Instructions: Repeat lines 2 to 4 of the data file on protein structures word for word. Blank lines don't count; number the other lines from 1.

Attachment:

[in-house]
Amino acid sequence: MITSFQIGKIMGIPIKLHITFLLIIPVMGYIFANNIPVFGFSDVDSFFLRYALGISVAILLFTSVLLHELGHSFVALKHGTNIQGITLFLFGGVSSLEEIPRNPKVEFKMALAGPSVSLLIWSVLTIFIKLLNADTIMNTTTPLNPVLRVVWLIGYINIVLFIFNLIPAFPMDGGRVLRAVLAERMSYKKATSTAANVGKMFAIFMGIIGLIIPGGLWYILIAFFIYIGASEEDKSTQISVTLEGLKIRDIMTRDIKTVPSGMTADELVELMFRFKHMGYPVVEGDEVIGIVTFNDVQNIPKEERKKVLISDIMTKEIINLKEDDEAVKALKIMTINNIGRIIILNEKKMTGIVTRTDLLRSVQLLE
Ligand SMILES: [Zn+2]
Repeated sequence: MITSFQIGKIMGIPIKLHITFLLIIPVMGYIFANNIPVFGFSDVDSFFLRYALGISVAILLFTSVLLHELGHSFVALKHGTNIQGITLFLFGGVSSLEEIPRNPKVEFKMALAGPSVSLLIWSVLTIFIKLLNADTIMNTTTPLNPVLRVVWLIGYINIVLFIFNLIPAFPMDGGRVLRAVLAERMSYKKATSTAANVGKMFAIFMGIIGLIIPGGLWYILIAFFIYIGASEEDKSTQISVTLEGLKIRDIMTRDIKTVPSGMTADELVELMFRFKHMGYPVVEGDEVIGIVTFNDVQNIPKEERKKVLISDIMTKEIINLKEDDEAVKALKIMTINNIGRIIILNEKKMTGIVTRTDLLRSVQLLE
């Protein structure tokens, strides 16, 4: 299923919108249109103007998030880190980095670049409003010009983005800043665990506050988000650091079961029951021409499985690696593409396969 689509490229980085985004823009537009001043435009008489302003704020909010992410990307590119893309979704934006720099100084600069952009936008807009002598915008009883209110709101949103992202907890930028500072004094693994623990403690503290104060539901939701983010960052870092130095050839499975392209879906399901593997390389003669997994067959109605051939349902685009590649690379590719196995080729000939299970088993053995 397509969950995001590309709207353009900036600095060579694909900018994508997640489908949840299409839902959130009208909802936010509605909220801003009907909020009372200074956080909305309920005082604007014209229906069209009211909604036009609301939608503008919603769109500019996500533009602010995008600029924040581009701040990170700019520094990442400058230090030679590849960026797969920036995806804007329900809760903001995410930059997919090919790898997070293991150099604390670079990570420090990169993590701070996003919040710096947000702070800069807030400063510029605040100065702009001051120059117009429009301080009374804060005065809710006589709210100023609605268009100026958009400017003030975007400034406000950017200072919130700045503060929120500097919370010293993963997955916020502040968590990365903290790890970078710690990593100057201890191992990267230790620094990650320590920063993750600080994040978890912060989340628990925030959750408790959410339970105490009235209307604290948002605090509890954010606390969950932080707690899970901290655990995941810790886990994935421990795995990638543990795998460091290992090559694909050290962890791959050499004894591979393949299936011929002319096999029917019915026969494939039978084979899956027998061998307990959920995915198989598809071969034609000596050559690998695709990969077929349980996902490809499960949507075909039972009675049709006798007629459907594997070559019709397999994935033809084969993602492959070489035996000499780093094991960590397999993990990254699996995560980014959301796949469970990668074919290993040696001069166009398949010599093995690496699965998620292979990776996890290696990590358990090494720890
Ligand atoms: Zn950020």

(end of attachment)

Amino acid sequence: MITSFQIGKIMGIPIKLHITFLLIIPVMGYIFANNIPVFGFSDVDSFFLRYALGISVAILLFTSVLLHELGHSFVALKHGTNIQGITLFLFGGVSSLEEIPRNPKVEFKMALAGPSVSLLIWSVLTIFIKLLNADTIMNTTTPLNPVLRVVWLIGYINIVLFIFNLIPAFPMDGGRVLRAVLAERMSYKKATSTAANVGKMFAIFMGIIGLIIPGGLWYILIAFFIYIGASEEDKSTQISVTLEGLKIRDIMTRDIKTVPSGMTADELVELMFRFKHMGYPVVEGDEVIGIVTFNDVQNIPKEERKKVLISDIMTKEIINLKEDDEAVKALKIMTINNIGRIIILNEKKMTGIVTRTDLLRSVQLLE
Ligand SMILES: [Zn+2]
Repeated sequence: MITSFQIGKIMGIPIKLHITFLLIIPVMGYIFANNIPVFGFSDVDSFFLRYALGISVAILLFTSVLLHELGHSFVALKHGTNIQGITLFLFGGVSSLEEIPRNPKVEFKMALAGPSVSLLIWSVLTIFIKLLNADTIMNTTTPLNPVLRVVWLIGYINIVLFIFNLIPAFPMDGGRVLRAVLAERMSYKKATSTAANVGKMFAIFMGIIGLIIPGGLWYILIAFFIYIGASEEDKSTQISVTLEGLKIRDIMTRDIKTVPSGMTADELVELMFRFKHMGYPVVEGDEVIGIVTFNDVQNIPKEERKKVLISDIMTKEIINLKEDDEAVKALKIMTINNIGRIIILNEKKMTGIVTRTDLLRSVQLLE